Notes:
NOTES on Excursion 1
Postcard

Please ask any questions from the First Meeting in the comments of this blog.


General Info Items:  

-References: Captain’s Bibliography

Souvenirs  Meeting 1: Souvenir A Postcard to Send, Souvenir B Likelihood versus Error Statistical, Souvenir C A Severe Tester’s Translation Guide, Souvenir D Why We Are So New

-Summaries of 16 Tours (abstracts & keywords)

Excerpts & Mementos on Error Statistics Philosophy Blog


Slides & Video Links for Meeting 1:

Slides: (PDF)

Intro video from July 28, 2019
(Viewing in full screen mode helps with buffering issues.)

The Statistics Wars
and Their Casualties

19-20 June 2020 Delayed (a covid 19 casualty)

London School of Economics (CPNSS)

Alexander Bird (King’s College London), Mark Burgman (Imperial College London),
Daniele Fanelli (London School of Economics and Political Science),
Roman Frigg (London School of Economics and Political Science),
David Hand (Imperial College London), Christian Hennig (University of Bologna), Katrin Hohl (City University London), Daniël Lakens (Eindhoven University of Technology), Deborah Mayo (Virginia Tech), Richard Morey (Cardiff University),
Stephen Senn (Edinburgh, Scotland), Jon Williamson (University of Kent)*

While the field of statistics has a long history of passionate foundational controversy the last decade has, in many ways, been the most dramatic. Misuses of statistics, biasing selection effects, and high powered methods of Big-Data analysis, have helped to make it easy to find impressive-looking but spurious, results that fail to replicate. As the crisis of replication has spread beyond psychology and social sciences to biomedicine, genomics and other fields, people are getting serious about reforms.  Many are welcome (preregistration, transparency about data, eschewing mechanical uses of statistics); some are quite radical. The experts do not agree on how to restore scientific integrity, and these disagreements reflect philosophical battles–old and new– about the nature of inductive-statistical inference and the roles of probability in statistical inference and modeling. These philosophical issues simmer below the surface in competing views about the causes of problems and potential remedies. If statistical consumers are unaware of assumptions behind rival evidence-policy reforms, they cannot scrutinize the consequences that affect them (in personalized medicine, psychology, law, and so on). Critically reflecting on proposed reforms and changing standards requires insights from statisticians, philosophers of science, psychologists, journal editors, economists and practitioners from across the natural and social sciences. This workshop will bring together these interdisciplinary insights–from speakers as well as attendees.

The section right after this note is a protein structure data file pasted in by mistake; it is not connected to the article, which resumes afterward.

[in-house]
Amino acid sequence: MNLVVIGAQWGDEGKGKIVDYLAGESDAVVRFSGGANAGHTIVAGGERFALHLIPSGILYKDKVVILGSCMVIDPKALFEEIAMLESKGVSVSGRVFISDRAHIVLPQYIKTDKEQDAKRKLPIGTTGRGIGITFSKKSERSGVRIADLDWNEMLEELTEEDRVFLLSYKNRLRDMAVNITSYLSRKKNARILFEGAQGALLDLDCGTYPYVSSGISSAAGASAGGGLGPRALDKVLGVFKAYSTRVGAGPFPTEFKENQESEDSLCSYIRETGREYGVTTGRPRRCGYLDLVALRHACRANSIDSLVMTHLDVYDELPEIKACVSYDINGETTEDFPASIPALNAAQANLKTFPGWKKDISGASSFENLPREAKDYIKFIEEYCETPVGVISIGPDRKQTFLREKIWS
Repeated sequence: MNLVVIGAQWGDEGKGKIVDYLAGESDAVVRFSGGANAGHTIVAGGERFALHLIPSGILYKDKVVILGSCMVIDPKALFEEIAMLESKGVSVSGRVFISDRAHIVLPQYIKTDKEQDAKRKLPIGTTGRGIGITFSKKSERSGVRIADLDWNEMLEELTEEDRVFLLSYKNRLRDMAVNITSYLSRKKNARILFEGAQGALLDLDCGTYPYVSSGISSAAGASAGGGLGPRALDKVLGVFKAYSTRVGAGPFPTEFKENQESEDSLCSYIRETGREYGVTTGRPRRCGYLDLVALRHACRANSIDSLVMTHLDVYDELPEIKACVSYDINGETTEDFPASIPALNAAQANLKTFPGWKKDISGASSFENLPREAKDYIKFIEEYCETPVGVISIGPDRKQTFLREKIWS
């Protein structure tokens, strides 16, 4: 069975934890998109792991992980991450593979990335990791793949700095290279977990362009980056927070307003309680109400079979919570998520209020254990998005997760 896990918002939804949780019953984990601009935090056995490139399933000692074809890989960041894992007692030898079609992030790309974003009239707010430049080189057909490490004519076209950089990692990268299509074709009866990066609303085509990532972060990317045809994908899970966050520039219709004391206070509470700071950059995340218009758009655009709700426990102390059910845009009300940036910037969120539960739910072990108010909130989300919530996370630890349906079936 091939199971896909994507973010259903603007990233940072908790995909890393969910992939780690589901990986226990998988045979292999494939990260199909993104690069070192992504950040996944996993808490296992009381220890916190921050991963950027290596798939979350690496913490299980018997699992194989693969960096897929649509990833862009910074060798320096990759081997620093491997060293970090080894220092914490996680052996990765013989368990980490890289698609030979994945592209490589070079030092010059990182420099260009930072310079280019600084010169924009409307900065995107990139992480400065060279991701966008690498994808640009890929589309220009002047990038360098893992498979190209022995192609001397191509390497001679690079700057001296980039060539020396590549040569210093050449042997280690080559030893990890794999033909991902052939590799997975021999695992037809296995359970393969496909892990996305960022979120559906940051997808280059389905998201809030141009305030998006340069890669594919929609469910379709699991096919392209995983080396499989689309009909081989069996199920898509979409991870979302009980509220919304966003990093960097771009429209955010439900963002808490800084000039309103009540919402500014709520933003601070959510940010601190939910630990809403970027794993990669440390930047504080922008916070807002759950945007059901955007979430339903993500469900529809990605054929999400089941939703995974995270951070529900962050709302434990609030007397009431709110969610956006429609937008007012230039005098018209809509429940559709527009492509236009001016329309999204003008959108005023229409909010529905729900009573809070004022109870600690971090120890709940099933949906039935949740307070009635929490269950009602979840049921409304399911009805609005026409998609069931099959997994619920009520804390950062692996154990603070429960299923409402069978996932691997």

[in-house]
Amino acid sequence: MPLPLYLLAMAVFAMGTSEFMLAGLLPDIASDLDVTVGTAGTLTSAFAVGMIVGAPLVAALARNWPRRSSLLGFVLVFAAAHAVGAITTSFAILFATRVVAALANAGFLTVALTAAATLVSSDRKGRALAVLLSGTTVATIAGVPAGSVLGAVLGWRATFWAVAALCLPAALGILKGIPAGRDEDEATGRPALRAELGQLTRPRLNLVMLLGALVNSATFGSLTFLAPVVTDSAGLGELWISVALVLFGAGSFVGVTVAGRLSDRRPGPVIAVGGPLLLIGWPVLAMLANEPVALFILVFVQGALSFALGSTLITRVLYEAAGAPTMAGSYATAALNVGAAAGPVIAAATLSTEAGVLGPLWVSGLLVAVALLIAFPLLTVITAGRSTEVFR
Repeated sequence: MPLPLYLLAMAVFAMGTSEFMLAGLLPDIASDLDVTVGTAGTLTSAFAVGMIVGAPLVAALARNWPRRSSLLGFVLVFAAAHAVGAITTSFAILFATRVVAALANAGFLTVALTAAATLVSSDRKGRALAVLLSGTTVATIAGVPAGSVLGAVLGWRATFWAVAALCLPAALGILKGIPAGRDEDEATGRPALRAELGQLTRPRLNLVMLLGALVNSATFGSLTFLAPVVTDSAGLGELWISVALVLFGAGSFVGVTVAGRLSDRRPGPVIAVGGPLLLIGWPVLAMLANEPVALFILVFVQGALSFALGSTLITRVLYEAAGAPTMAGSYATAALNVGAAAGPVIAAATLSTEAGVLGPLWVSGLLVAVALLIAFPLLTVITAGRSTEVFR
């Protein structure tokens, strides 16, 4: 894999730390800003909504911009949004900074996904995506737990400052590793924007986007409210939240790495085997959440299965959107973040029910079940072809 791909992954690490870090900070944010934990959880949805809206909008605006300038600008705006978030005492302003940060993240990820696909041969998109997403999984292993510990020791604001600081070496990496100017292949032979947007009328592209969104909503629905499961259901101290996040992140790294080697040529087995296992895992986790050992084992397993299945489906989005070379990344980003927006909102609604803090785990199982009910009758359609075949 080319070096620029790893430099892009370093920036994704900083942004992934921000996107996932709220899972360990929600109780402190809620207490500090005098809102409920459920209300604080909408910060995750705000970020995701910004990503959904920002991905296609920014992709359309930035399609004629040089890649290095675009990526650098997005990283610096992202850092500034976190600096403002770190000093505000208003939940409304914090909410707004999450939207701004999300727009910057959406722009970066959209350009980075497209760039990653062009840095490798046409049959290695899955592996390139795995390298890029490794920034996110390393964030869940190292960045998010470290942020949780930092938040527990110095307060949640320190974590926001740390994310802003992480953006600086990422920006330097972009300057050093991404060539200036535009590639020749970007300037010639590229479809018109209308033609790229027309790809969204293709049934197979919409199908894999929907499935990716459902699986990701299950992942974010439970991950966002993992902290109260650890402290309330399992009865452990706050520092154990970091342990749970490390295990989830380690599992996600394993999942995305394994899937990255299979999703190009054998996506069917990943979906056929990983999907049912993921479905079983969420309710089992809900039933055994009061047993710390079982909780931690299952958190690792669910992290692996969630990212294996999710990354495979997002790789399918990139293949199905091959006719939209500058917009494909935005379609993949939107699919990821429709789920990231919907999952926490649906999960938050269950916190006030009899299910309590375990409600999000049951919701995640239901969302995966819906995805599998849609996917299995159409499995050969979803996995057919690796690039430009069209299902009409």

Organizers: D. Mayo and R. Frigg

Logistician (chief logistics and contact person): Jean Miller 

*We expect one or more additional participants